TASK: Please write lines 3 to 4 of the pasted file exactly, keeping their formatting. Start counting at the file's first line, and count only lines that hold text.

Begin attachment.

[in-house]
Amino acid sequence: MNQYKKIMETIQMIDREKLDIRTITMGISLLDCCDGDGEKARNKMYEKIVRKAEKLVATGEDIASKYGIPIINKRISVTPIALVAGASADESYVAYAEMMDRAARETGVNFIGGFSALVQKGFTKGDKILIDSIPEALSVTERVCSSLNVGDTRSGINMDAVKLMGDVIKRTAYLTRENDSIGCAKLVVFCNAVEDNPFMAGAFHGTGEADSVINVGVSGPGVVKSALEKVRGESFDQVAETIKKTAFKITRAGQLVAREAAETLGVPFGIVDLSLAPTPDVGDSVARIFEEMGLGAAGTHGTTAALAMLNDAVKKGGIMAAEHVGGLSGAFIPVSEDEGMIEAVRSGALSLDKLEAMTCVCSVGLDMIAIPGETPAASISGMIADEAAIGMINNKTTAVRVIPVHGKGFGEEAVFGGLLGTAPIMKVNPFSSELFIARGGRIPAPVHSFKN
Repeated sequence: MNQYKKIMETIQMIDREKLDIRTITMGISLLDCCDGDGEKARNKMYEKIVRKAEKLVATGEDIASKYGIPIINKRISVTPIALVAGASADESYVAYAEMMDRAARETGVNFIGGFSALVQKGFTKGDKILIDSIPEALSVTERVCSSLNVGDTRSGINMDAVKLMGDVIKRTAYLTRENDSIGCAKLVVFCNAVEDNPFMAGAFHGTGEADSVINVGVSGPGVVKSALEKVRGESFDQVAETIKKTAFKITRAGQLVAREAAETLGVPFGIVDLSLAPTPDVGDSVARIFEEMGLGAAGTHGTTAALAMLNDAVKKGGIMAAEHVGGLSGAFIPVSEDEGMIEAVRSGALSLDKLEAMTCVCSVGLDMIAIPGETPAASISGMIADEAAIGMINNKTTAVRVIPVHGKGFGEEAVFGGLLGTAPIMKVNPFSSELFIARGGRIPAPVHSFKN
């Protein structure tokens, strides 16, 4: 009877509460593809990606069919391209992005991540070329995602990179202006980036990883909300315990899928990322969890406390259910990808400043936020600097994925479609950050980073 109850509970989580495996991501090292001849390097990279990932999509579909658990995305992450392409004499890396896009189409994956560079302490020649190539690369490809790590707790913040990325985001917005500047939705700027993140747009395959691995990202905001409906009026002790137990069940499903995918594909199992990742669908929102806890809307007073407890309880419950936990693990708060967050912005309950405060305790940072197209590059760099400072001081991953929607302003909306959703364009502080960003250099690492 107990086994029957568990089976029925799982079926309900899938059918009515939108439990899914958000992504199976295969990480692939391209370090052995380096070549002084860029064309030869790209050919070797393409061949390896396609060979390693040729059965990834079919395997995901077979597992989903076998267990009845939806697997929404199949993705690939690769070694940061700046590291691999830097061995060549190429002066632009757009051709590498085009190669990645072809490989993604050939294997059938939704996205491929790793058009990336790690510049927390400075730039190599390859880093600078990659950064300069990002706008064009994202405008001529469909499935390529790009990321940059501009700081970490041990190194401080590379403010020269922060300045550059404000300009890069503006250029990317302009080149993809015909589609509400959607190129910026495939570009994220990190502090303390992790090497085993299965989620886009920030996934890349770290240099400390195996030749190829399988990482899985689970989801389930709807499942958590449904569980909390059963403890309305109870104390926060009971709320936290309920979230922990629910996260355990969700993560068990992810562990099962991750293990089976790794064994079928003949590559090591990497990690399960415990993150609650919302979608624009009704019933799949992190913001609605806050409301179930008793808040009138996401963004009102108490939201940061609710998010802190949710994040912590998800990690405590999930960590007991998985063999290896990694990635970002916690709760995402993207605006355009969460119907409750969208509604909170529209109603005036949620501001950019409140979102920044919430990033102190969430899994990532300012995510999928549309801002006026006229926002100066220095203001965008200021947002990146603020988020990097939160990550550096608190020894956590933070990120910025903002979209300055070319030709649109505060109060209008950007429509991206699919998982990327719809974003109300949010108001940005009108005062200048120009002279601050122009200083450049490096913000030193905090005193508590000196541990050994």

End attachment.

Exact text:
Repeated sequence: MNQYKKIMETIQMIDREKLDIRTITMGISLLDCCDGDGEKARNKMYEKIVRKAEKLVATGEDIASKYGIPIINKRISVTPIALVAGASADESYVAYAEMMDRAARETGVNFIGGFSALVQKGFTKGDKILIDSIPEALSVTERVCSSLNVGDTRSGINMDAVKLMGDVIKRTAYLTRENDSIGCAKLVVFCNAVEDNPFMAGAFHGTGEADSVINVGVSGPGVVKSALEKVRGESFDQVAETIKKTAFKITRAGQLVAREAAETLGVPFGIVDLSLAPTPDVGDSVARIFEEMGLGAAGTHGTTAALAMLNDAVKKGGIMAAEHVGGLSGAFIPVSEDEGMIEAVRSGALSLDKLEAMTCVCSVGLDMIAIPGETPAASISGMIADEAAIGMINNKTTAVRVIPVHGKGFGEEAVFGGLLGTAPIMKVNPFSSELFIARGGRIPAPVHSFKN
């Protein structure tokens, strides 16, 4: 009877509460593809990606069919391209992005991540070329995602990179202006980036990883909300315990899928990322969890406390259910990808400043936020600097994925479609950050980073 109850509970989580495996991501090292001849390097990279990932999509579909658990995305992450392409004499890396896009189409994956560079302490020649190539690369490809790590707790913040990325985001917005500047939705700027993140747009395959691995990202905001409906009026002790137990069940499903995918594909199992990742669908929102806890809307007073407890309880419950936990693990708060967050912005309950405060305790940072197209590059760099400072001081991953929607302003909306959703364009502080960003250099690492 107990086994029957568990089976029925799982079926309900899938059918009515939108439990899914958000992504199976295969990480692939391209370090052995380096070549002084860029064309030869790209050919070797393409061949390896396609060979390693040729059965990834079919395997995901077979597992989903076998267990009845939806697997929404199949993705690939690769070694940061700046590291691999830097061995060549190429002066632009757009051709590498085009190669990645072809490989993604050939294997059938939704996205491929790793058009990336790690510049927390400075730039190599390859880093600078990659950064300069990002706008064009994202405008001529469909499935390529790009990321940059501009700081970490041990190194401080590379403010020269922060300045550059404000300009890069503006250029990317302009080149993809015909589609509400959607190129910026495939570009994220990190502090303390992790090497085993299965989620886009920030996934890349770290240099400390195996030749190829399988990482899985689970989801389930709807499942958590449904569980909390059963403890309305109870104390926060009971709320936290309920979230922990629910996260355990969700993560068990992810562990099962991750293990089976790794064994079928003949590559090591990497990690399960415990993150609650919302979608624009009704019933799949992190913001609605806050409301179930008793808040009138996401963004009102108490939201940061609710998010802190949710994040912590998800990690405590999930960590007991998985063999290896990694990635970002916690709760995402993207605006355009969460119907409750969208509604909170529209109603005036949620501001950019409140979102920044919430990033102190969430899994990532300012995510999928549309801002006026006229926002100066220095203001965008200021947002990146603020988020990097939160990550550096608190020894956590933070990120910025903002979209300055070319030709649109505060109060209008950007429509991206699919998982990327719809974003109300949010108001940005009108005062200048120009002279601050122009200083450049490096913000030193905090005193508590000196541990050994």